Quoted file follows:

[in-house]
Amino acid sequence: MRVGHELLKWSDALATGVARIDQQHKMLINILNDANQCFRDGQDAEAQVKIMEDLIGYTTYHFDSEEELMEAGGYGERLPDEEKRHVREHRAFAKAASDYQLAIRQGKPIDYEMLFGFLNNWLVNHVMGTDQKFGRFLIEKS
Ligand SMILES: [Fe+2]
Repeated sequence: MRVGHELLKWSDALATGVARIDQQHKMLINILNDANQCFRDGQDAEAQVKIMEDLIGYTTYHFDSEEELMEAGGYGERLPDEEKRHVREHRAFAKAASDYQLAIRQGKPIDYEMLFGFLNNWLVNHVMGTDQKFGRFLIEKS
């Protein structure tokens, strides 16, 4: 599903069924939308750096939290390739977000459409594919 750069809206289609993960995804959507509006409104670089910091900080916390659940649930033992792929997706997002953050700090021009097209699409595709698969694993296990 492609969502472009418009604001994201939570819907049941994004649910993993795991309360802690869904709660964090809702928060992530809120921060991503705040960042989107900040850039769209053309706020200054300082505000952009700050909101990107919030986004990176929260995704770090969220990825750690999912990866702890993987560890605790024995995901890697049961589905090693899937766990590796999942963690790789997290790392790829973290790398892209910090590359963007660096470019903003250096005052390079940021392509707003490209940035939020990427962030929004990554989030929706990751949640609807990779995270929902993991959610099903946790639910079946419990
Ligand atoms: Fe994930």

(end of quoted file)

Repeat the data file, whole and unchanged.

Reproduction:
[in-house]
Amino acid sequence: MRVGHELLKWSDALATGVARIDQQHKMLINILNDANQCFRDGQDAEAQVKIMEDLIGYTTYHFDSEEELMEAGGYGERLPDEEKRHVREHRAFAKAASDYQLAIRQGKPIDYEMLFGFLNNWLVNHVMGTDQKFGRFLIEKS
Ligand SMILES: [Fe+2]
Repeated sequence: MRVGHELLKWSDALATGVARIDQQHKMLINILNDANQCFRDGQDAEAQVKIMEDLIGYTTYHFDSEEELMEAGGYGERLPDEEKRHVREHRAFAKAASDYQLAIRQGKPIDYEMLFGFLNNWLVNHVMGTDQKFGRFLIEKS
């Protein structure tokens, strides 16, 4: 599903069924939308750096939290390739977000459409594919 750069809206289609993960995804959507509006409104670089910091900080916390659940649930033992792929997706997002953050700090021009097209699409595709698969694993296990 492609969502472009418009604001994201939570819907049941994004649910993993795991309360802690869904709660964090809702928060992530809120921060991503705040960042989107900040850039769209053309706020200054300082505000952009700050909101990107919030986004990176929260995704770090969220990825750690999912990866702890993987560890605790024995995901890697049961589905090693899937766990590796999942963690790789997290790392790829973290790398892209910090590359963007660096470019903003250096005052390079940021392509707003490209940035939020990427962030929004990554989030929706990751949640609807990779995270929902993991959610099903946790639910079946419990
Ligand atoms: Fe994930």